Incarceration has a profound impact on individual and population health, which drives significant racial and socioeconomic health inequities, especially for low-income Black Americans. Low-income people with chronic disease, who have experienced homelessness, and who struggle with substance use disorders and/or mental health problems face a high likelihood of carceral system involvement. As described above in the case of Ms. C, even the threat of incarceration can have overwhelming consequences for an individual with a fragile health trajectory. Healthcare providers who care for clients with carceral system involvement often experience significant frustration as they witness the effects of that system on their clients' health. Similar frustrations are often felt by public defenders who may struggle with how best to present their clients' medical history in court to demonstrate the health implications of punitive court dispositions, including incarceration.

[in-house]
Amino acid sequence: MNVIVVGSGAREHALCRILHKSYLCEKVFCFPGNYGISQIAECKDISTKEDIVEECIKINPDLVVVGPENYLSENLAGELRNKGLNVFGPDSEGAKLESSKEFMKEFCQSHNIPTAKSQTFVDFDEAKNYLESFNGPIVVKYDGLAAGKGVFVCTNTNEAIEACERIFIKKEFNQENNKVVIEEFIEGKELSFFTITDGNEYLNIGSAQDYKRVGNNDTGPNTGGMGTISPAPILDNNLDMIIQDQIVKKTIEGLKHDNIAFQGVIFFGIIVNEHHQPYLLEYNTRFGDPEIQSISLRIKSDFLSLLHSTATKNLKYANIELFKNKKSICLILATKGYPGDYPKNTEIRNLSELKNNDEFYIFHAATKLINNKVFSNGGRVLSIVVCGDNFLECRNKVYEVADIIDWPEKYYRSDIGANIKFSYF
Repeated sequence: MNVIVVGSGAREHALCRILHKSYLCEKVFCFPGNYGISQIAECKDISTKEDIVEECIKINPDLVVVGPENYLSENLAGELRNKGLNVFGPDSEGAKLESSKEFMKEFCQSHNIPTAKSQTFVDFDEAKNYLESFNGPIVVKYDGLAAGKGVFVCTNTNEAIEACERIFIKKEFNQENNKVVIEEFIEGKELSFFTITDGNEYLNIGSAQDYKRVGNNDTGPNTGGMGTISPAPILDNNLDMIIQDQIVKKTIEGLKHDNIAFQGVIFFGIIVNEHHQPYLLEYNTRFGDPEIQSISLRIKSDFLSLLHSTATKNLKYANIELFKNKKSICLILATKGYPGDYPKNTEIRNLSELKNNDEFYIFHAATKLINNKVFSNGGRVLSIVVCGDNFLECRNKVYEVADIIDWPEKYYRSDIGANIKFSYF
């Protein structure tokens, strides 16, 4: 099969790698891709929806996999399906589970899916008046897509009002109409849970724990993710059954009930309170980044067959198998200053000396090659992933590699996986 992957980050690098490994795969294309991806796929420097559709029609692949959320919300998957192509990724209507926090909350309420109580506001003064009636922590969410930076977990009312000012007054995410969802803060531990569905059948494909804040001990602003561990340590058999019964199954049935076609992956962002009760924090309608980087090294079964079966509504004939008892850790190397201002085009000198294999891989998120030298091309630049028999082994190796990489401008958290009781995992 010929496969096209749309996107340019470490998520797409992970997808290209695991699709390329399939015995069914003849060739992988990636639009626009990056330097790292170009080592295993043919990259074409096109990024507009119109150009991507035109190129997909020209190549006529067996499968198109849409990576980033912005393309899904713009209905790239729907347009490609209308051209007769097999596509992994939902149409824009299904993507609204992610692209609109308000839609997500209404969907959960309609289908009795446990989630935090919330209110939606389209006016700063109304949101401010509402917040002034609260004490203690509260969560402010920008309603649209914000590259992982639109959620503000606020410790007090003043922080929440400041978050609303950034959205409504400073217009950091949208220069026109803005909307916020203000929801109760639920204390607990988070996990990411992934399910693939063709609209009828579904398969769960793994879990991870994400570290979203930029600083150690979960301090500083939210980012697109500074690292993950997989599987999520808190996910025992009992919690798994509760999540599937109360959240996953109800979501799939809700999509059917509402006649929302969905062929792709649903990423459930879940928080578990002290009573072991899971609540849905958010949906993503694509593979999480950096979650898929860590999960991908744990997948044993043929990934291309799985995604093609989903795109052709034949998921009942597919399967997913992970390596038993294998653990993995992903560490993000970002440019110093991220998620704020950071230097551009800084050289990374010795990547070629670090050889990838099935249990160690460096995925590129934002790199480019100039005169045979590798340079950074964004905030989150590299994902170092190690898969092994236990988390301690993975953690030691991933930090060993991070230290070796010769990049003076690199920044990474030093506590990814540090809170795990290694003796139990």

This essay explores a new type of medical-legal partnership (MLP) that targets the health and justice concerns of people enmeshed in the U.S criminal justice system: a partnership between clinicians who care for people with criminal system involvement and public defenders. This offers an opportunity to not only improve client health outcomes but also to facilitate less punitive court dispositions. First, we highlight how partnering clinicians and public defenders draws on the typical civil legal MLP model and how it diverges by explicitly focusing on criminal defense. Next, we describe the goals and framework of the partnership between the Lifespan Transitions Clinic and the Rhode Island Public Defender's Office in Providence, Rhode Island. Finally, we discuss how an MLP focused on criminal law serves as an excellent interprofessional education and training opportunity for future legal and health care practitioners interested in mass incarceration and health justice.